Why Americans are Denied a Mortgage

Originally Published on FOXbusiness by Brittany De Lea

Many experts say it is a good time for prospective homebuyers to think about making a purchase – but for those who plan on getting a loan from a mortgage lender, there are some common reasons an application might be denied.

According to a new report from the National Association of Realtors, the main reason homebuyers of all ages reported having their application rejected was their debt-to-income ratio. Thirty-five percent of overall respondents cited this reason – including nearly 60 percent of people aged 65 to 73.

The next most common reason was an unspecified “other,” followed by low credit scores (21 percent). Fourteen percent said their income was unable to be verified, while 12 percent said they had insufficient funds for a downpayment.

Other reasons a mortgage application could get rejected include having an unpaid tax lien, having business debt or not having enough savings or assets, among many others.

Overall, about 31 percent of all homebuyers said the mortgage application process was either much more – or somewhat more – difficult than they had anticipated.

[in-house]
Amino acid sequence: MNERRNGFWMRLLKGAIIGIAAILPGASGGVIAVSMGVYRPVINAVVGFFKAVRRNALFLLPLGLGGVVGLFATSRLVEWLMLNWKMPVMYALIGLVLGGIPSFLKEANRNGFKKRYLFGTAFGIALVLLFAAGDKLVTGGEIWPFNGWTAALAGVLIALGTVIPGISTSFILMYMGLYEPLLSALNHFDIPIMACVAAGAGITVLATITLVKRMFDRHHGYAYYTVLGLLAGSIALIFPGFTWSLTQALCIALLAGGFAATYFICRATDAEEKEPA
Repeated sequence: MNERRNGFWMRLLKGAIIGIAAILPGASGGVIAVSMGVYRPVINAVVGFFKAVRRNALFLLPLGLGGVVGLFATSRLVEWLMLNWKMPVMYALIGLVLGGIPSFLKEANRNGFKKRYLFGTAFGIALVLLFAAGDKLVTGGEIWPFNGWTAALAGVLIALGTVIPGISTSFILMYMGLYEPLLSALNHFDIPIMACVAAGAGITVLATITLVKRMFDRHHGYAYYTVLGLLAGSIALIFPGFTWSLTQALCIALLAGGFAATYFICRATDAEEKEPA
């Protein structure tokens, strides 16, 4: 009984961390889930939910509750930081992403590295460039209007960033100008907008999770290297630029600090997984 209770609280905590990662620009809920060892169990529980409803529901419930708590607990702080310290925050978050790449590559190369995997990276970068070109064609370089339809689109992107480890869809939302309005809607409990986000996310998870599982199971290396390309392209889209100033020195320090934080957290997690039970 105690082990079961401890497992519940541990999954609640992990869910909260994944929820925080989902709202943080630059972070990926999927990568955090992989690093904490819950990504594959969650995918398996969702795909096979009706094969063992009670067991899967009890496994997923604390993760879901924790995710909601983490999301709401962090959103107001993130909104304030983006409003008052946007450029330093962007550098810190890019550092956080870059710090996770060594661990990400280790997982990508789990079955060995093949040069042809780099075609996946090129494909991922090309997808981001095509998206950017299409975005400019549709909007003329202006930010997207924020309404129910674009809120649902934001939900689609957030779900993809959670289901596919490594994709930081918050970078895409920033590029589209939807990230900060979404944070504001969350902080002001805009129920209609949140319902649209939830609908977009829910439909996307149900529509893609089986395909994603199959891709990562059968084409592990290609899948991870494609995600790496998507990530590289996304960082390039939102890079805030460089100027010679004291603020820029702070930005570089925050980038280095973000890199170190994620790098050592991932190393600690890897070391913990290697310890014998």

The good news, however, is that among all buyers, only 5 percent reported having a mortgage lender reject their application. The rate rose to 7 percent for those aged 40 to 54. Most respondents said they only had an application rejected once.

Among all homebuyers, the median percent of a purchase financed with a mortgage was 88 percent – amounts tended to decrease with age, from 92 percent among those aged 22 to 29, to 75 percent for those aged 65 to 73.

The top source of downpayment funds was primarily savings, followed by proceeds from the sale of a primary residence.

As previously reported by FOX Business, the Federal Reserve’s decision to cut interest rates by 50 basis points this week – a response to the coronavirus outbreak – could coax more buyers into the housing market.

“As we saw from 2018 into 2019, lower mortgage rates are a definite tailwind for home prices and housing activity thanks to increased affordability,” Colin McBurnette, Senior Portfolio Manager at Angel Oak Capital Advisors, told FOX Business. “[This week’s] move by the Fed should spur bank lending and we would expect this move, as it translates into lower mortgage rates, to be similarly constructive for the housing market.”

One area that could continue to struggle, however, is the luxury section of the market.

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